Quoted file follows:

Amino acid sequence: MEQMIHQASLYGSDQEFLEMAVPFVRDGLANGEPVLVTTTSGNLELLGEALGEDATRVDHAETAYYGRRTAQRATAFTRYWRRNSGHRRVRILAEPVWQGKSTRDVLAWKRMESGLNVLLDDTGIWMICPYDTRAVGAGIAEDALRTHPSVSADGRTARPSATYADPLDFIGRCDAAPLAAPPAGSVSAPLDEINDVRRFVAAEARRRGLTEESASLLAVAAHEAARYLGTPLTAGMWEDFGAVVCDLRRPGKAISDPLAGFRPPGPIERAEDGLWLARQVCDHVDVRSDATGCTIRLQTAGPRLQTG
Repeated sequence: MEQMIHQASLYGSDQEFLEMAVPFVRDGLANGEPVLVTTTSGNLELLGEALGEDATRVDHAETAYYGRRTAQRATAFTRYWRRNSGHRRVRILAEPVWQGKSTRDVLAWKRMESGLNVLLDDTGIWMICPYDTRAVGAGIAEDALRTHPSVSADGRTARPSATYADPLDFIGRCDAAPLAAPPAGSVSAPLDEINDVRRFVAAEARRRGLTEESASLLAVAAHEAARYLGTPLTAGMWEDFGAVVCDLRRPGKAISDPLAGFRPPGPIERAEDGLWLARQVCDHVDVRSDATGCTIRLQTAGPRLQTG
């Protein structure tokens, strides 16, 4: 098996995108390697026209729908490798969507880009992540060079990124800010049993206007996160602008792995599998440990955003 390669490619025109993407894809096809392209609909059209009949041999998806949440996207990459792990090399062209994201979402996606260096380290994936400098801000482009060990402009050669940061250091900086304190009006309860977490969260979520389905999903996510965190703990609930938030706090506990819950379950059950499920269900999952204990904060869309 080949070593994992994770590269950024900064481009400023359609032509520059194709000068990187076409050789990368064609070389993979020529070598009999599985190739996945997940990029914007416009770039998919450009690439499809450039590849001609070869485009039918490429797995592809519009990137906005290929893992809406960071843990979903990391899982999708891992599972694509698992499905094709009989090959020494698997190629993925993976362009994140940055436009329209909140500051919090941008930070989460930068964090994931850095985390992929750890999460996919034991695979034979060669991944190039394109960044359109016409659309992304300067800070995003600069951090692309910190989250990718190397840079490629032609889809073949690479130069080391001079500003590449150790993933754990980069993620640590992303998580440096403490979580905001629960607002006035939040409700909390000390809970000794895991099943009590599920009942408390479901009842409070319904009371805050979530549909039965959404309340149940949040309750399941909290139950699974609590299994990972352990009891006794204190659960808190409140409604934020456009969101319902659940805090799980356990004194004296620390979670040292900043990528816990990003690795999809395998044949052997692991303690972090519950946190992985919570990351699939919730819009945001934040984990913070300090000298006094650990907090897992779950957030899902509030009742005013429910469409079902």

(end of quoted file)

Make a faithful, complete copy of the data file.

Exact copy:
Amino acid sequence: MEQMIHQASLYGSDQEFLEMAVPFVRDGLANGEPVLVTTTSGNLELLGEALGEDATRVDHAETAYYGRRTAQRATAFTRYWRRNSGHRRVRILAEPVWQGKSTRDVLAWKRMESGLNVLLDDTGIWMICPYDTRAVGAGIAEDALRTHPSVSADGRTARPSATYADPLDFIGRCDAAPLAAPPAGSVSAPLDEINDVRRFVAAEARRRGLTEESASLLAVAAHEAARYLGTPLTAGMWEDFGAVVCDLRRPGKAISDPLAGFRPPGPIERAEDGLWLARQVCDHVDVRSDATGCTIRLQTAGPRLQTG
Repeated sequence: MEQMIHQASLYGSDQEFLEMAVPFVRDGLANGEPVLVTTTSGNLELLGEALGEDATRVDHAETAYYGRRTAQRATAFTRYWRRNSGHRRVRILAEPVWQGKSTRDVLAWKRMESGLNVLLDDTGIWMICPYDTRAVGAGIAEDALRTHPSVSADGRTARPSATYADPLDFIGRCDAAPLAAPPAGSVSAPLDEINDVRRFVAAEARRRGLTEESASLLAVAAHEAARYLGTPLTAGMWEDFGAVVCDLRRPGKAISDPLAGFRPPGPIERAEDGLWLARQVCDHVDVRSDATGCTIRLQTAGPRLQTG
């Protein structure tokens, strides 16, 4: 098996995108390697026209729908490798969507880009992540060079990124800010049993206007996160602008792995599998440990955003 390669490619025109993407894809096809392209609909059209009949041999998806949440996207990459792990090399062209994201979402996606260096380290994936400098801000482009060990402009050669940061250091900086304190009006309860977490969260979520389905999903996510965190703990609930938030706090506990819950379950059950499920269900999952204990904060869309 080949070593994992994770590269950024900064481009400023359609032509520059194709000068990187076409050789990368064609070389993979020529070598009999599985190739996945997940990029914007416009770039998919450009690439499809450039590849001609070869485009039918490429797995592809519009990137906005290929893992809406960071843990979903990391899982999708891992599972694509698992499905094709009989090959020494698997190629993925993976362009994140940055436009329209909140500051919090941008930070989460930068964090994931850095985390992929750890999460996919034991695979034979060669991944190039394109960044359109016409659309992304300067800070995003600069951090692309910190989250990718190397840079490629032609889809073949690479130069080391001079500003590449150790993933754990980069993620640590992303998580440096403490979580905001629960607002006035939040409700909390000390809970000794895991099943009590599920009942408390479901009842409070319904009371805050979530549909039965959404309340149940949040309750399941909290139950699974609590299994990972352990009891006794204190659960808190409140409604934020456009969101319902659940805090799980356990004194004296620390979670040292900043990528816990990003690795999809395998044949052997692991303690972090519950946190992985919570990351699939919730819009945001934040984990913070300090000298006094650990907090897992779950957030899902509030009742005013429910469409079902």